Moreover, the entire Christian understanding of salvation presupposes a masculine conception of God. Individual human souls (whether those of men or women) have, given their dependence on God, always been conceived of in the Christian tradition in female terms, e.g. as virgins awaiting their Bridegroom (Matthew 25: 1-13). The faithful are also characterized as children of Holy Mother Church, who is the Bride of Christ. The point of this imagery is that the role of the Church relative to the faithful is comparable to that of a mother who nourishes her child in the womb in preparation for birth – the “birth” in the case of the faithful being their entry into eternal life. And God protects and provides for the Church and the faithful as a husband and father does his wife and children.
To suggest that God might be described as a mother or wife would make nonsense of all of this, and (given the outré sexual imagery it would suggest) add blasphemy into the bargain. And it can have no justification whatsoever in either reason or revelation. Feminists who pretend otherwise are worshipping a god of their own invention. There’s a name for that sort of thing.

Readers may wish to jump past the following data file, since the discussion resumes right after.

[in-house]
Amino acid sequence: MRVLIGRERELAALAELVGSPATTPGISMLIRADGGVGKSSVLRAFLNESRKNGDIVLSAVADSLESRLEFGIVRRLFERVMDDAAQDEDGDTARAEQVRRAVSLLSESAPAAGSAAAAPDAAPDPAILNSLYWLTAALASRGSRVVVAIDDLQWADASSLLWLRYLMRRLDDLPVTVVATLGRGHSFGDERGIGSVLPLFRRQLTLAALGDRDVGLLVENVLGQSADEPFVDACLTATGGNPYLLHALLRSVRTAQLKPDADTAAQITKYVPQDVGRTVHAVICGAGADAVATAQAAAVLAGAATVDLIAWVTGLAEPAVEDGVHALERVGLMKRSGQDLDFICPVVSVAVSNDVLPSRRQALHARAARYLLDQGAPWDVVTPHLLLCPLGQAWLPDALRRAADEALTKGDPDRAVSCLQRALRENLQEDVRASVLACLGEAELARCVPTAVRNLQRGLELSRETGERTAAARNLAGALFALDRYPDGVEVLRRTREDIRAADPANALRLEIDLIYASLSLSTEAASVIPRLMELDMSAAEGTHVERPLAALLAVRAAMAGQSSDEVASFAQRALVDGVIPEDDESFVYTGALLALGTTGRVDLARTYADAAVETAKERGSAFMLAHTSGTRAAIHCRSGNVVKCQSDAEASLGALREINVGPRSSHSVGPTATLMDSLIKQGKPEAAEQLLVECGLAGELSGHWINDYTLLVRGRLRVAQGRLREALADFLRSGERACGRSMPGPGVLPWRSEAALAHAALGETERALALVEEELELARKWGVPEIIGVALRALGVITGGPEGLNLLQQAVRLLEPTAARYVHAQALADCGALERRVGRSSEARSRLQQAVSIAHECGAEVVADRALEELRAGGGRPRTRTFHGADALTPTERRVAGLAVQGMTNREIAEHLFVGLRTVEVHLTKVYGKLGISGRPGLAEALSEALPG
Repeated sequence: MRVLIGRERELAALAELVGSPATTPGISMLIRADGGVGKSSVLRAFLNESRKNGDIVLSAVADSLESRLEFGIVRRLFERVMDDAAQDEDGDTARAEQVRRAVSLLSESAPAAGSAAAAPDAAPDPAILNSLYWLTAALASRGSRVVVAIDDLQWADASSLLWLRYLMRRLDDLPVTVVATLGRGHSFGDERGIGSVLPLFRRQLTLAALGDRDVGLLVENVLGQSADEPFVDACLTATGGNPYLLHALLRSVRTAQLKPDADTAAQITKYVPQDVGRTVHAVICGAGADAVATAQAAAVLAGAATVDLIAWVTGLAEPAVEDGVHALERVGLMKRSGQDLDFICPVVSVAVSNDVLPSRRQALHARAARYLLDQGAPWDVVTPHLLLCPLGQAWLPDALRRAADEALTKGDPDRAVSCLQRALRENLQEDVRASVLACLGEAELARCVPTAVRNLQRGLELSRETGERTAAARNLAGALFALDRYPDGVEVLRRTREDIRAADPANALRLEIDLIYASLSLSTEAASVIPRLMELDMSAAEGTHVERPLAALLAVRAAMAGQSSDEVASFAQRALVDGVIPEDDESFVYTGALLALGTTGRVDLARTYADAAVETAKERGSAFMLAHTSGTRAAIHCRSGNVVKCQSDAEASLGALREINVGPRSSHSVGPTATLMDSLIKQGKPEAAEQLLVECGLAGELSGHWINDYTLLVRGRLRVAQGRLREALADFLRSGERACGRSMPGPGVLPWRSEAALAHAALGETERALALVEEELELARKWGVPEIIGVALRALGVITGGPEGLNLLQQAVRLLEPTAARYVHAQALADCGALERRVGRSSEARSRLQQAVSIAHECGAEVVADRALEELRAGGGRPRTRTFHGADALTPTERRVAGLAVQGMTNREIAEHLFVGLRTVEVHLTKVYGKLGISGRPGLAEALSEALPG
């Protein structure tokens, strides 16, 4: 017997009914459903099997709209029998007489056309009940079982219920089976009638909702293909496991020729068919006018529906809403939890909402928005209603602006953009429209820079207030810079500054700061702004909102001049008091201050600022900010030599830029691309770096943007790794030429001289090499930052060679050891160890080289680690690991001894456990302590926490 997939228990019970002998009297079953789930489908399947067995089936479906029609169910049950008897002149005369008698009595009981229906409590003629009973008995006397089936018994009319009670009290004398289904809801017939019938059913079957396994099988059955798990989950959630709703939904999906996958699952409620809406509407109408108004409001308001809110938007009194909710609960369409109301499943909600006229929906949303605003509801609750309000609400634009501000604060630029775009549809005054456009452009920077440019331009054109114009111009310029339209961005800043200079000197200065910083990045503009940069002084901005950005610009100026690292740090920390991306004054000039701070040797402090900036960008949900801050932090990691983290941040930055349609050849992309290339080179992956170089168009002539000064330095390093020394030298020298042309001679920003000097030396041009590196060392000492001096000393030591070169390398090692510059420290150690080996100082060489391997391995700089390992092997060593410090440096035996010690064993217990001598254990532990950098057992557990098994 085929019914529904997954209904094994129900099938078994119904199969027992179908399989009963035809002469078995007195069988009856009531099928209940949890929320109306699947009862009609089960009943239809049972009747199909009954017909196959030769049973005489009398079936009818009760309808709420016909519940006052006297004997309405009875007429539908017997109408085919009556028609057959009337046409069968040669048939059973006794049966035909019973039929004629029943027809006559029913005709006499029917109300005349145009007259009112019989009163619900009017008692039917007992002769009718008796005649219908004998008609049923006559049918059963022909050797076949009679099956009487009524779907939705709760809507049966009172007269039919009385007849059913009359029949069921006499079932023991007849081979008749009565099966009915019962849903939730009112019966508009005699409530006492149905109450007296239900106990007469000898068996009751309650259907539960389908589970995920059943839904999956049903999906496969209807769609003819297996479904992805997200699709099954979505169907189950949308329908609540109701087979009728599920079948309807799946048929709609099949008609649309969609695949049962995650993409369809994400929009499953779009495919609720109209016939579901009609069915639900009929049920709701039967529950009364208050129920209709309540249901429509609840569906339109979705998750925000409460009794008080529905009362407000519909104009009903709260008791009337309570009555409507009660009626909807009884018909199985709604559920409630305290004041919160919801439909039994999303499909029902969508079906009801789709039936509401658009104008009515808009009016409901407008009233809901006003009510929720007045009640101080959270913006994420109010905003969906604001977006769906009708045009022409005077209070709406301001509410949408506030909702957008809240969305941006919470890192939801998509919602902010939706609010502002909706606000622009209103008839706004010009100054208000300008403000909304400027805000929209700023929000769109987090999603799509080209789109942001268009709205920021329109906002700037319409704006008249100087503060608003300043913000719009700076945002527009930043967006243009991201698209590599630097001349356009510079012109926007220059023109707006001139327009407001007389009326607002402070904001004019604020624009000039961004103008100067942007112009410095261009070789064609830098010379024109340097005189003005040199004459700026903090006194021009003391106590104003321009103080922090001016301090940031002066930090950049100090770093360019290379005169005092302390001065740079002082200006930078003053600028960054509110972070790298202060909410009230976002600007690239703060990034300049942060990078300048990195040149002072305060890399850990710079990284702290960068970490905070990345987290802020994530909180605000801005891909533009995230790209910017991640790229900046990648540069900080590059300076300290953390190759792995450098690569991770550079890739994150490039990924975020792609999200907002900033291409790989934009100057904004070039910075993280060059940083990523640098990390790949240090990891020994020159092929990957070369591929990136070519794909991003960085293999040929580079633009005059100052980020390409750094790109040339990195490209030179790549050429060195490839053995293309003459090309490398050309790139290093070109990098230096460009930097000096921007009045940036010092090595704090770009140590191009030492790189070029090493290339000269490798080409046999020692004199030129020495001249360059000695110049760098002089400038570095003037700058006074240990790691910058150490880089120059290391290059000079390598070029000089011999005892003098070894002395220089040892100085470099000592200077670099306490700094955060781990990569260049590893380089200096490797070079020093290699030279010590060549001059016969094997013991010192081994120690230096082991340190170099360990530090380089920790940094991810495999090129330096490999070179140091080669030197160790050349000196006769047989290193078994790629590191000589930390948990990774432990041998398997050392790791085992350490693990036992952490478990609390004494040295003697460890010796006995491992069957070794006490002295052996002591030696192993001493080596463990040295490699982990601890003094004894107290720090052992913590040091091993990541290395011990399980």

(All of these considerations are, by the way, relevant to the question of why from a Catholic point of view women can never in principle be ordained priests. For the priest is an alter Christus, “another Christ,” who absolves us of our sins and transforms mere bread and wine into divine flesh and blood. He is the father of his flock. His role is God-like, and thus, given what has been said, essentially masculine. Even the greatest human being ever to have lived other than Christ Himself – His Blessed Mother – was not made by Him a “priestess.” Yet the honor in which she is held by the Church and the faithful – honor which the Church’s enemies typically claim is excessive – gives the lie to the calumny that the Church is “misogynist.” But I digress.)